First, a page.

Sometime on Friday 20th January a bottle nosed whale was spotted in the Thames River.
This unusual event caused quite a stir in the capital later that day the 18ft whale
tried to beach itself in the shallow waters by Westminster Bridge.
Volunteers and specialists alike tried to encourage the whale back the way it came
into the deeper parts of the river.
On the Saturday it was thought to have gone back towards the mouth of the Thames.
This assumption was soon rejected when witnesses saw the creature near
Battersea Power Station, seemingly in some distress.
The whale once more tried to beach itself in shallow water.
A team of specialists decided to rescue the creature and a plan was put in
place to transport the whale to deeper waters in the North Sea.
By this time the story and the rescue attempt of the Thames whale was being
shown on news channels worldwide.
The TV screen showed the experts using an inflatable raft to lift the
creature out of the water so vital medical tests could be undertaken,
to see if the whale was healthy enough to go back to the sea.
Shortly after teatime on Saturday the whale started its journey back down
the Thames on a barge carrying the specialised raft.
The creature was attended to by marine experts, scientists and members of the rescue effort.
They attempted to keep it cool by dousing it with water and covered its body with wet sheeting.
I stood on the Thames River bank near Purfleet with a number of other people, all hoping
to catch a glimpse of the bottle nosed whale as the barge continued on its way down river.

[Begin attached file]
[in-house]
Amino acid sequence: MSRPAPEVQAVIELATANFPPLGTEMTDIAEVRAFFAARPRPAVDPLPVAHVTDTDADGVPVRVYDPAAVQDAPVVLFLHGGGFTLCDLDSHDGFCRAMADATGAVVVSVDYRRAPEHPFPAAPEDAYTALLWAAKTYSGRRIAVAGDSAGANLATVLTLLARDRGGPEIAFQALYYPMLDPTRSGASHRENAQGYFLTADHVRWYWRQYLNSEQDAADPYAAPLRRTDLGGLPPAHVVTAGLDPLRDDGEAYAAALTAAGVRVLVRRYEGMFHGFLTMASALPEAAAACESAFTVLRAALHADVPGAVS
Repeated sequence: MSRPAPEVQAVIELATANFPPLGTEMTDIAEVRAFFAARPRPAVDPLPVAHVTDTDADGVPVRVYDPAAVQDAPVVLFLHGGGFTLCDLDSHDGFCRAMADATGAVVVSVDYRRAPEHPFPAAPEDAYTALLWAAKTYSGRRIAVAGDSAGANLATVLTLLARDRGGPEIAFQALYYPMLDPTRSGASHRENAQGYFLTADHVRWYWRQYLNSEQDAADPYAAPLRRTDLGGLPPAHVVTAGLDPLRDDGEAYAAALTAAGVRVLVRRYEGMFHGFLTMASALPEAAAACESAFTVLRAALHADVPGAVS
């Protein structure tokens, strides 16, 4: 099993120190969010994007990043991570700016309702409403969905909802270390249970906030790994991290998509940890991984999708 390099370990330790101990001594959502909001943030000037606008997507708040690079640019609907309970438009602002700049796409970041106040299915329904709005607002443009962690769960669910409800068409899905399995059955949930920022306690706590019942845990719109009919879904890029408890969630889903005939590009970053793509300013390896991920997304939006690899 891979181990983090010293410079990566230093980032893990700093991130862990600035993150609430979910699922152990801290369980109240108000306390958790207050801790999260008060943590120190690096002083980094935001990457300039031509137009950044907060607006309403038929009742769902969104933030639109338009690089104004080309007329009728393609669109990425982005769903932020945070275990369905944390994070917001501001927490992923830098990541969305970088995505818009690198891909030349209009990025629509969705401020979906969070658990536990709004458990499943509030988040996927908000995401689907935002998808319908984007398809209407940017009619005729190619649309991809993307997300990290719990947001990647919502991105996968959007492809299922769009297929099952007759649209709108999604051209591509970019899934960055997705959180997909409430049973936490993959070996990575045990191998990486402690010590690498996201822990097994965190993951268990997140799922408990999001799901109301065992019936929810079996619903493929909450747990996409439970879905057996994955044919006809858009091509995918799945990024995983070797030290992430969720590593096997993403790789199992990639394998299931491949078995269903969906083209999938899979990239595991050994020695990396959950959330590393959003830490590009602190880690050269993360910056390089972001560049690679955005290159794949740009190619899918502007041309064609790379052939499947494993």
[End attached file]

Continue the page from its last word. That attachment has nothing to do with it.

A young boy was scanning the river with small binoculars.
Every so often he would see some lights moving on the river and excitedly ask his mum
whether that was the craft carrying the whale. After about twenty minutes a small crowd
had gathered, some with cameras and mobile phones hoping to capture the event.
I spoke with the mother of the child and she explained to me that they had been
there for two hours waiting for the barge to pass.
All of a sudden there was a shout and I watched a red light moving over the far side
of the Thames, then more lights as the escorted vessel came into view.
The boy looked through his binoculars and confirmed that he could see the
yellow inflatable raft at the front of the barge.
His mother passed me the binoculars and I too saw the raft and the domed shape of the whale's body.
People tried taking pictures as the barge passed on the dark, murky waters.
The young boy ran off down the bank and I bade his mother farewell.
I looked out to see the lights of the craft diminishing and whispered good luck.
Somewhere around ten that night I saw the headline on the rolling news broadcast;
Thames Whale Has Died. I felt a wave of sadness both for me but more for that
young lad running excitedly down the towpath.
The reporters delivering up to the minute bulletins had been aware that the
rescue attempt could fail all along and they had voiced these concerns at
There was a certain feeling of inevitability about the creature's death and I
began to ask the question whether we were right to intervene.
Did we blunder in with good intentions but ultimately prolong the whales suffering
during its last hours?
The bottle nosed whale was later identified as an adolescent female but as to
why it swam up the Thames is the subject of much speculation.
It has been suggested that shipping noises, drilling, and extensive use of
sonar could have confused the unfortunate creature.
Perhaps she swam up river expecting to find another whale or a whole pod.
Maybe she knew she was dying and decided to strand herself purposely and wait
for nature to take its course.
A lot of questions arise from this unusual event but I am left of the
opinion that on this occasion we should have left well alone.
We don't interfere when events take a turn for the worst in the wild;
we adhere to strict guidelines just to observe and not intervene, so
why did we choose to ignore these when the wild crept up the Thames and onto our doorstep?
One more unfortunate occurrence, which reflects the current cynicism
in society today, was the three hundred pound parking fine issued to the rescue team
for overstaying their permitted parking time.
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